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Verse 2. Beloved, now are we the sons of God. We now in fact sustain this rank and dignity, and on that we may reflect with pleasure and gratitude. It is in itself an exalted honour, and may be contemplated as such, whatever may be true in regard to what is to come. In the dignity and the privileges which we now enjoy, we may find a grateful subject of reflection, and a cause of thankfulness, even if we should look to nothing beyond, or when we contemplate the fact by itself.

And it doth not yet appear what we shall be. It is not fully revealed what we shall be hereafter; what will be the full result of being regarded as the children of God. There are, indeed, certain things which may be inferred as following from this. There is enough to animate us with hope, and to sustain us in the trials of life. There is one thing which is clear, that we shall be like the Son of God; but what is fully involved in this is not made known. Perhaps

(1.) it could not be so revealed that we could understand it, for that state may be so unlike the present that no words would fully convey the conception to our minds. Perhaps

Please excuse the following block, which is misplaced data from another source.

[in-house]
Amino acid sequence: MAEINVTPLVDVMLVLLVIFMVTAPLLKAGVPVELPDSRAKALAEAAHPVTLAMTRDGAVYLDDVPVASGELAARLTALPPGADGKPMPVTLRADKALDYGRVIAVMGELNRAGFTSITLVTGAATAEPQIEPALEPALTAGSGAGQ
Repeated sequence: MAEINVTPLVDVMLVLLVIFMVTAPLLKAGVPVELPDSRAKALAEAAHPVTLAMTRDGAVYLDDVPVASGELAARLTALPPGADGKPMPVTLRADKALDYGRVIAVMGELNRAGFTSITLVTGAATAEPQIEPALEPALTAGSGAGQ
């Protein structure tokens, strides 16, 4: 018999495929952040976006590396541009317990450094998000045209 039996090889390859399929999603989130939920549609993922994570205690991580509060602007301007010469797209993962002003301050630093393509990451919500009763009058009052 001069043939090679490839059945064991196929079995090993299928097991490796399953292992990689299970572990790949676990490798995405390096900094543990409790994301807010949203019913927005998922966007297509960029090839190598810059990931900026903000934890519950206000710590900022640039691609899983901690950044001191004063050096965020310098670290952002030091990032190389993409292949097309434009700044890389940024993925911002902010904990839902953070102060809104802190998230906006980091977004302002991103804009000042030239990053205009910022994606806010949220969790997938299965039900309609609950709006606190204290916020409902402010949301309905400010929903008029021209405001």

(2.) it may be necessary to our condition here, as on probation, that no more light should be furnished in regard to the future than to stimulate us to make efforts to reach a world where all is light. For an illustration of the sentiment expressed here by the apostle, See Barnes "2 Pe 1:4".


But we know that, when he shall appear, we shall be like him. It is revealed to us that we shall be made like Christ; that is, in the bodies with which we shall be raised up, in character, in happiness, in glory. See Barnes "Php 3:21"; See Barnes "2 Co 3:18".

This is enough to satisfy the Christian in his prospects for the future world. To be like Christ is the object of his supreme aim. For that he lives, and all his aspirations in regard to the coming world may be summed up in this—that he wishes to be like the glorified Son of God, and to share his honours and his joys. See Barnes "Php 3:10".


For we shall see him as he is. It is clearly implied here that there will be an influence in beholding the Saviour as he is, which will tend to make us like him, or to transform us into his likeness. See the nature of this influence explained See Barnes "2 Co 3:18".


{d} "the sons" Ro 8:14,18 {*} "sons" "Children" {e} "like him" 1 Co 15:49; Php 3:21; 2 Pe 1:4

{f} "see him" Job 19:26; Ps 17:15; Mt 5:8; 1 Co 13:12

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